David Oliver: Health policy advice in the new number 10BMJ 2019; 366 doi: https://doi.org/10.1136/bmj.l5309 (Published 04 September 2019) Cite this as: BMJ 2019;366:l5309
- David Oliver, consultant in geriatrics and acute general medicine
Follow David on Twitter: @mancunianmedic
Generally, special health advisers in number 10 or Whitehall fly under the radar. Few people outside the healthcare policy and communications bubble would know their names or hear what they think. But in that column, Warr set out his views for public consumption.
Early reports on the new administration indicate that it is being run with control and strategic focus. Although Warr was not yet in post, I can’t believe he was just sounding off. This was surely a tactical decision to get some ideas into the public domain, while keeping the new prime minister’s hands clean.
So what did Warr say? Here are some worrying lowlights.
He told us that more money was not the solution to the NHS’s problems, that the service was “hopelessly ill equipped” (to deal with chronic diseases) and a “highly centralized” “monolith,” and that attempts to introduce new technology had been “feeble.”
He attacked “traditional public health policies” as treating “everyone the same, regardless of lifestyle or risk” and criticised measures like food or drink levies as “sin taxes.” “The only way to prevent is to predict,” he said. This reinforced health secretary Matt Hancock’s push for widespread genomic testing to identify people at high risk of diseases and annual health checks focusing on individual choice.34
Despite the lack of established evidence to show that genomic testing or digital solutions can drive improvements in population health, quality of care, or service efficiency, Warr is pushing a magical thinking narrative based on future potential, above better evidenced, but less shiny, solutions. If you want to predict early onset of diseases and premature death, for example, postcodes are a better bet than genes.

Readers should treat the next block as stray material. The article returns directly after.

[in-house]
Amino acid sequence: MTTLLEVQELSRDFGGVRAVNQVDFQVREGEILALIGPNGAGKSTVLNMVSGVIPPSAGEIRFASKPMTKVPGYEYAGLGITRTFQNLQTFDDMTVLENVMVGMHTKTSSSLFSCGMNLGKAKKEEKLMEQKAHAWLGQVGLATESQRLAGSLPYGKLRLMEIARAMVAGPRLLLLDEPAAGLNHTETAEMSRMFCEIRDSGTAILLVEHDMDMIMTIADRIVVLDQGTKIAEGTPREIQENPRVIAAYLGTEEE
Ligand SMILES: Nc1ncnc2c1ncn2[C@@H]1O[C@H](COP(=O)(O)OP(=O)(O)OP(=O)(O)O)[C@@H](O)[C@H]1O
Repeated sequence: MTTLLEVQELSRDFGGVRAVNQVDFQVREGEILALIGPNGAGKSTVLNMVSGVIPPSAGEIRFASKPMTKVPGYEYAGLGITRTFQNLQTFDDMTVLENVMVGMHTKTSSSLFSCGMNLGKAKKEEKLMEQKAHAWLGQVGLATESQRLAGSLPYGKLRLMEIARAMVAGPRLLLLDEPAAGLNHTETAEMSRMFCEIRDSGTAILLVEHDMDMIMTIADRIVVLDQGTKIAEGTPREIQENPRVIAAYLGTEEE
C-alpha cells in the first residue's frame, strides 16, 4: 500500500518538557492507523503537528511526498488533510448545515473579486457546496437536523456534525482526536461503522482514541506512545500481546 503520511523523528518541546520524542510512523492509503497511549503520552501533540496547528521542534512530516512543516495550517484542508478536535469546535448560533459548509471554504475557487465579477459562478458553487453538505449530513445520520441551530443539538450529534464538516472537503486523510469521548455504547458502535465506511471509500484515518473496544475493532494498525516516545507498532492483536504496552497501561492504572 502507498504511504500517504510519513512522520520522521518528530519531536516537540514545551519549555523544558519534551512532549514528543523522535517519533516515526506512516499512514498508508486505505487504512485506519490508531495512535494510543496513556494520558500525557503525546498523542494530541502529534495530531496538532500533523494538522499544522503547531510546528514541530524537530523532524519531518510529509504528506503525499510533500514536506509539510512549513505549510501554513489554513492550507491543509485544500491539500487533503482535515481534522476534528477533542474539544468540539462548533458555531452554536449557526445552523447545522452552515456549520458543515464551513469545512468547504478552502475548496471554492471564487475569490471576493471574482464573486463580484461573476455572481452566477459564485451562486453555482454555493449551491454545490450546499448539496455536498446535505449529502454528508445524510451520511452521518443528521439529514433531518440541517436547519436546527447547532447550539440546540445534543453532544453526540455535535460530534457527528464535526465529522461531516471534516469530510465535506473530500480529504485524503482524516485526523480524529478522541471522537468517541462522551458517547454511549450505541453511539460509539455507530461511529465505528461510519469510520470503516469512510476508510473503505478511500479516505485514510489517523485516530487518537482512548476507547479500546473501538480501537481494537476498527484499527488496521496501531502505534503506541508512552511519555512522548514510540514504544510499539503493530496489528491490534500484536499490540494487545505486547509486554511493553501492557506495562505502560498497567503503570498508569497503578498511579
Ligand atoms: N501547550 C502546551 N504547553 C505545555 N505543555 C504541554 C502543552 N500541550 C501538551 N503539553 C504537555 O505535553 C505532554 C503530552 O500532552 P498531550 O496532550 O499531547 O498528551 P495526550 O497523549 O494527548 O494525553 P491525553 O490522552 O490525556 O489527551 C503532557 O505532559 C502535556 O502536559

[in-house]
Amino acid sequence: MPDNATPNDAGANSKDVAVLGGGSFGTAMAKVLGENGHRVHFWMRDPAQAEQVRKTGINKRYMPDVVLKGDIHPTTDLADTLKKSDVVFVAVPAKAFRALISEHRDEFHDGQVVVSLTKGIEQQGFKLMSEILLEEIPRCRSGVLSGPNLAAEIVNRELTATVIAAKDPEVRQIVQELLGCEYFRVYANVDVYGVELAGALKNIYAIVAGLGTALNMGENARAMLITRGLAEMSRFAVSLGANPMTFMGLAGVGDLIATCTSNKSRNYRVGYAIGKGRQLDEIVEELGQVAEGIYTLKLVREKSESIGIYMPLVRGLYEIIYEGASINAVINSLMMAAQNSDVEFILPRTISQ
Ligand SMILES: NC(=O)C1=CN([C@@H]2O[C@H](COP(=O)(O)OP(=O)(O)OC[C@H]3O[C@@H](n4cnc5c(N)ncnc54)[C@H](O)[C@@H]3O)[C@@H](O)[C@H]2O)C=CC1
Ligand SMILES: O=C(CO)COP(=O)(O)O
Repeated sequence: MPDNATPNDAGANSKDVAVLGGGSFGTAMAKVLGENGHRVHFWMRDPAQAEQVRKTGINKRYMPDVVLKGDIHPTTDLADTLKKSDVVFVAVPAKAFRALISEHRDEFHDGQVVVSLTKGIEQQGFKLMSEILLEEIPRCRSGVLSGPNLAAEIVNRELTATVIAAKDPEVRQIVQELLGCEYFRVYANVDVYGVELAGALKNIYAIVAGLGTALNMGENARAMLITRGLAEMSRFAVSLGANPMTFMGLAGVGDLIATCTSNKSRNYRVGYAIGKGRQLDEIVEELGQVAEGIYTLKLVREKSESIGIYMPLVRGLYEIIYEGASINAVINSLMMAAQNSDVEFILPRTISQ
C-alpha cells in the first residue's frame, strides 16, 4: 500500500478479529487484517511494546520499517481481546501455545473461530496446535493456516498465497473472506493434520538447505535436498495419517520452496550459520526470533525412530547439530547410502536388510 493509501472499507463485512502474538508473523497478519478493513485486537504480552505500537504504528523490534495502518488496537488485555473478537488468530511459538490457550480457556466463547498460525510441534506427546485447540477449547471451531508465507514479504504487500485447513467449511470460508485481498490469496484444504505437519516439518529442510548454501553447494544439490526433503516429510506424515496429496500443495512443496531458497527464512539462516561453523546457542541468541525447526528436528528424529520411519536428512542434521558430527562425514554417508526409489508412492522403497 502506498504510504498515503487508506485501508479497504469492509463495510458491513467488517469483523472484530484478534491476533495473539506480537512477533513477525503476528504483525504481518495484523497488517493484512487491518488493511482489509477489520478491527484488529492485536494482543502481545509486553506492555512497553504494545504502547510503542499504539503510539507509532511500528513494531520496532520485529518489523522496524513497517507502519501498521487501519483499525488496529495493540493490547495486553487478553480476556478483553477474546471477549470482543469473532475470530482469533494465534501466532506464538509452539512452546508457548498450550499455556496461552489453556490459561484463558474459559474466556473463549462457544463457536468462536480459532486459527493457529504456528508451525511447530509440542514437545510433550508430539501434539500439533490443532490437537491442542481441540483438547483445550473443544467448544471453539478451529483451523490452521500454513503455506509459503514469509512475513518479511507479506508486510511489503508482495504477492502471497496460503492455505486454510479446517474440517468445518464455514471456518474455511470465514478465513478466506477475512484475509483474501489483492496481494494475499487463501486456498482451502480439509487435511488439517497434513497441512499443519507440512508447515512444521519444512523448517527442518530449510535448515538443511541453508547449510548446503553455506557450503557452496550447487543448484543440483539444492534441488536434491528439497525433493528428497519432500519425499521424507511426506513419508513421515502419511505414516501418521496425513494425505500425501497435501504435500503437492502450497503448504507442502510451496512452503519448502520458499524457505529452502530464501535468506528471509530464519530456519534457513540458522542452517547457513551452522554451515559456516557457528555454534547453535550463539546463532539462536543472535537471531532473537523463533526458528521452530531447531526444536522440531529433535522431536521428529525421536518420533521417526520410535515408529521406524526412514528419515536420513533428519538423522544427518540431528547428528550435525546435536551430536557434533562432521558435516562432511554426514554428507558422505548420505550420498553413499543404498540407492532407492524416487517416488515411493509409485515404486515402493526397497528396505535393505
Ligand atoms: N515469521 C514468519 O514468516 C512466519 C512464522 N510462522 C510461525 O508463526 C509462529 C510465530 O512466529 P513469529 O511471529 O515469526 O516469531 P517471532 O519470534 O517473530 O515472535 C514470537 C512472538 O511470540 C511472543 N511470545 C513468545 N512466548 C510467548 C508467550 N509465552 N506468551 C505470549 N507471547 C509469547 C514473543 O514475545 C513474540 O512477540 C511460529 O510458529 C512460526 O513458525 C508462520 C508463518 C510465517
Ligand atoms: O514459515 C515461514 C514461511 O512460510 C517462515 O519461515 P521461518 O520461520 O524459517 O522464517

His comments fly in the face of expert evidence in public health around the effects of socioeconomic inequalities, pricing policy, and environments on health.567 They ignore the impact of sustained attacks on public health funding or drug and alcohol services.89 They also reinforce a narrative that blames citizens for personal lifestyle choices and advocates less state interference.
As for the NHS’s structures, the service has, since its inception, undergone continuous evolution and sporadic reform to adapt to new circumstances and policy fads. Big destabilising reforms have rarely delivered. We need to learn from history. There is no “clean slate” as we need to keep current services on the road.10
Current configuration and re-disorganisation of the NHS has been overseen by Johnson’s own party since 2010, despite Warr claiming that the NHS had been “brainwashed by the financial targets introduced under Blair.” This includes “any qualified provider” legislation, devolution of service leadership, and now workforce planning into 45 local integrated care systems.1112
Despite the prime minister’s warm words and gestures towards the NHS, the agenda set out by his adviser and by the health secretary is clear: smaller state and more responsibility for individuals. This agenda deliberately bypasses inconvenient evidence and credible expertise wherever it conflicts with the neoliberal narrative, upsets industries with vested interests, or requires more government intervention in social policy. All this is coupled with an evangelical deification of digital and genomic technologies, destined to benefit their manufacturers.
As for becoming less “centralized” and less “monolithic,” this looks like a precursor to more private insurers and providers taking over parts of a service whose ethos and model are being talked down and undermined.
Competing interests: See www.bmj.com/about-bmj/freelance-contributors.
Provenance and peer review: Commissioned; not externally peer reviewed